John Smiths Bay
A Favorite Snorkeling Beach in Bermuda
John Smiths Bay beach is located on south shore in Smith's Parish, between the hotel The Loren at Pink Beach
and Watch Hill Park. This is a wide stretch of pale pink sand with crystal clear water. The beach is named after Captain John Smith, an explorer who first produced a map of Bermuda in 1631.
Since it's a bit far from the typical tourist places, it remains quite secluded although quite popular with the locals. This is one of our very favorite snorkeling beaches and is great for families and children. You can see lots of marine life at nearby reefs. The closest reef is only about 200 yards from shore. This is often a site chosen by the locals for night diving.
You don't need to worry about a long swim, as the snorkeling is excellent only a few yards off the shore. You can enter the water from anywhere you like. You can find excellent colorful fish in the rocky stretch to the west-end. Here you will see the reefs coming within a few feet of the surface and going down to the depths of about 25-foot. The surrounding reef line which is about 200 yards away, prevents boat traffic from entering the bay.
The beach has ample parking facilities and toilets. There is a lunch wagon selling cold drinks, burgers, fish cakes, fries and ice creams on most of the days. Due to the occasional rip currents, lifeguards are always on duty during summer time. We always recall John Smiths Bay as one of the most tranquil but colorful beaches in Bermuda.
John Smiths is a public beach and open from sunrise to sunset. There is no admission fee. The beach offers little shade, so if you are looking at relaxing on the beach for a while, bring your umbrellas.
John Smith's Bay Imagery
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Location of John Smith's Bay
Visit the Beach Map
to view the location of John Smith’s Bay and other great beaches.
The beach is located in Smith's Parish. Take bus #1 or #3 that operate between Hamilton City and St George and get off at the nearest bus stop (about 25 minutes by bus from Hamilton City). It's a short walk from there. If you are coming from the dockyard, first get to Hamilton City by a Blue Route ferry and take a bus from the Central Bus Terminal.
After enjoying the beach, if you like to explore one of the best nature reserves of Bermuda, then walk westward along the South Road from here for about a mile and get to Spittal Pond Nature Reserve
. This is also a great bird watching location.
The famous Bermuda Aquarium Museum and Zoo
(BAMZ) is only 1.6 miles from John Smith's Bay. You can board bus #1 or 3 to get close to BAMZ. Or you can take a bus in the opposite direction and reach another famous attraction... Crystal and Fantasy Caves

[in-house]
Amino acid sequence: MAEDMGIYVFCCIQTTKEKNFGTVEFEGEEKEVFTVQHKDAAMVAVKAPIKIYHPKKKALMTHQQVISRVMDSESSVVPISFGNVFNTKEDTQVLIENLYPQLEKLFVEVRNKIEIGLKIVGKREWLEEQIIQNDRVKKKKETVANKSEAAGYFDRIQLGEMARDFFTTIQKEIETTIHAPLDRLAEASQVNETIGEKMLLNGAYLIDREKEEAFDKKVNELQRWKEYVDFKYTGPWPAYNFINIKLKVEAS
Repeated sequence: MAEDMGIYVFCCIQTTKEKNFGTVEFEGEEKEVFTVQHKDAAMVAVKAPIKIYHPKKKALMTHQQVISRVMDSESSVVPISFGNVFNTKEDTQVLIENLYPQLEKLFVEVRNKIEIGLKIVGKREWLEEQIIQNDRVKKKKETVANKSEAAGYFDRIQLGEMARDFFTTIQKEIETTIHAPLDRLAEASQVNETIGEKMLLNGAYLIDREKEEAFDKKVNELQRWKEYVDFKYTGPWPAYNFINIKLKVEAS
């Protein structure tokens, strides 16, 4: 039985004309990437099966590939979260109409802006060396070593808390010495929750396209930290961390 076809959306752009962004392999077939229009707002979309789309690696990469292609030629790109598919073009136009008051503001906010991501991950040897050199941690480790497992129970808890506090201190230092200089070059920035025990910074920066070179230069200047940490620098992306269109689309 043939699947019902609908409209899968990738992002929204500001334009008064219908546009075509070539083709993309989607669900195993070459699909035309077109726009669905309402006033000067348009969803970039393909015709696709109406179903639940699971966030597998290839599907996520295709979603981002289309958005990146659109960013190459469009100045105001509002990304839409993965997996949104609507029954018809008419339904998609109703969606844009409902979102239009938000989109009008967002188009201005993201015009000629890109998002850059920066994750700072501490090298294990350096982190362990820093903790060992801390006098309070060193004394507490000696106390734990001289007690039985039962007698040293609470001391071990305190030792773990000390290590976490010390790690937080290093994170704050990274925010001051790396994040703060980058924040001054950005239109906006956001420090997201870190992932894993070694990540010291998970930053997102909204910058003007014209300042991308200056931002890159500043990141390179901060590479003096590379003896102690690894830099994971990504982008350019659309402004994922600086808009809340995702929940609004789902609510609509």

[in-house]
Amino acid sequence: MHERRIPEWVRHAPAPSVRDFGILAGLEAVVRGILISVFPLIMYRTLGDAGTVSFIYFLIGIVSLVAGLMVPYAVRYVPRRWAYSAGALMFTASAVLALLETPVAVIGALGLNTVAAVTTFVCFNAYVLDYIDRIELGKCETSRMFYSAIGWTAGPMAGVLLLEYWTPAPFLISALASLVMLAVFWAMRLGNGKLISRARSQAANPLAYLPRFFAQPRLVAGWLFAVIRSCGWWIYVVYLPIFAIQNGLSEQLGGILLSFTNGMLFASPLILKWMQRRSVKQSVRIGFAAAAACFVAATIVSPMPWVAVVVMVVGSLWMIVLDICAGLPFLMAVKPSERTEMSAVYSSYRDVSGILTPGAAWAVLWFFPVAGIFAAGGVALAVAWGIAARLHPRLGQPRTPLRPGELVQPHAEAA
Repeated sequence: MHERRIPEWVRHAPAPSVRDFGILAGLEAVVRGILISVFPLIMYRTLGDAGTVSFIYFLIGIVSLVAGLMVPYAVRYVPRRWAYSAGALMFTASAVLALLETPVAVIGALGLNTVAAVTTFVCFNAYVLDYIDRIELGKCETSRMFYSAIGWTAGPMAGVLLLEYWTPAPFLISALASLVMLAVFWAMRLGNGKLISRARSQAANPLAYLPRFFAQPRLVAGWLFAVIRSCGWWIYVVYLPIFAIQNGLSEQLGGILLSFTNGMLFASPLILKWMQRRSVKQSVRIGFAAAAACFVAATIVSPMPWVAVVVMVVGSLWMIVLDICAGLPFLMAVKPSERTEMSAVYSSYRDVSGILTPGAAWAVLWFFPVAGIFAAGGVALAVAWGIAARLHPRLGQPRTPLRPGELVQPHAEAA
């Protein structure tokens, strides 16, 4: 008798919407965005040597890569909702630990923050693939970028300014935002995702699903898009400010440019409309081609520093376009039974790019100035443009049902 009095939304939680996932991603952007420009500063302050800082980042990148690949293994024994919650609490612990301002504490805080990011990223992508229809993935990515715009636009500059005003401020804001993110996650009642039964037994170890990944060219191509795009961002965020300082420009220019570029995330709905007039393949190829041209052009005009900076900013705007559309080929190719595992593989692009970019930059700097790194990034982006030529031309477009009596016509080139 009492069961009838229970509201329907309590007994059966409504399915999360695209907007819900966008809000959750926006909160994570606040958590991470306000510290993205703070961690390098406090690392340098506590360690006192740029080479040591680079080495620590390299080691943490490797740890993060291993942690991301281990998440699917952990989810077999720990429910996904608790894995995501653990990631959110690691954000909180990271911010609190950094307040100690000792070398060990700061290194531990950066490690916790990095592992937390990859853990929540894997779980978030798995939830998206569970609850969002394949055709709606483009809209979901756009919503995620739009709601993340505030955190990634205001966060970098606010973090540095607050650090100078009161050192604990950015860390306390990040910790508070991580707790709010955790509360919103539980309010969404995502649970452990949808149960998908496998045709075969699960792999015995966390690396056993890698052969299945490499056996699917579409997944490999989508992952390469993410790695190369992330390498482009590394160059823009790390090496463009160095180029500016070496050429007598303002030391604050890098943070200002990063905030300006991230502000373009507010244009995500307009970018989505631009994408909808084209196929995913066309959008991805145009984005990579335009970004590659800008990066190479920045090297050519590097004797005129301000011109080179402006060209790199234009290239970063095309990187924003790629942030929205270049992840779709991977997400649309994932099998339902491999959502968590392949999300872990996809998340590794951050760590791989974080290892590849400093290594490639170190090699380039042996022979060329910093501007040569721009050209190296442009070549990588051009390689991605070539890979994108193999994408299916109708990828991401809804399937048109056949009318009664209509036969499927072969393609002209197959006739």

in 10 minutes. There are cafes in both these two places in case you like to have lunch or snacks.
4) Smiths Parish
: Know all about the parish and all its attractions.
Melissa (February 2011)
John Smith's Bay is a beautiful family beach. I was born and raised in Bermuda, though I live abroad now. I do get to visit often and to this day one of my favorite beaches is John Smith's. Both as a child and an adult this beach in most months has everything you need. The lunch wagon was always my favorite right on sight. In response to the review about left off broken glass found, sometimes in the off months of winter the beaches do not get groomed to perfection, but I assure you this was an isolated case. If you are looking for a beach that is not huge but a nice family beach for you to keep your eye on your kids, a snack if they need it, then this beach is for you. If you ever get to be on it when the moon is high above, it is absolutely heavenly!
Steve Ross (June 2010)
I recently visited John Smiths Bay as it comes recommended as one of the best swimming beaches on the island. We had a small child with us and we were looking forward to our day out. The beach was covered with literally hundreds of pieces of broken glass. Both on the sand and on the edge of the surf. I took two handful of glasses to show the lifeguards who were aware of it but could not seem to do anything about it. The glass was everywhere and people were dodging it on their way across the beach.
I have been to many beaches around the world but I have never seen such a thing before. I am not sure who is responsible for cleaning the public beaches in Bermuda but what we saw at John Smiths bay was nothing short of an absolute disgrace. If Bermuda wants to attract tourists who pay inflated fees to be there, it really needs to sort this out. Shelly Bay beach
was not as bad as John Smiths but there were many pieces of broken glass there too.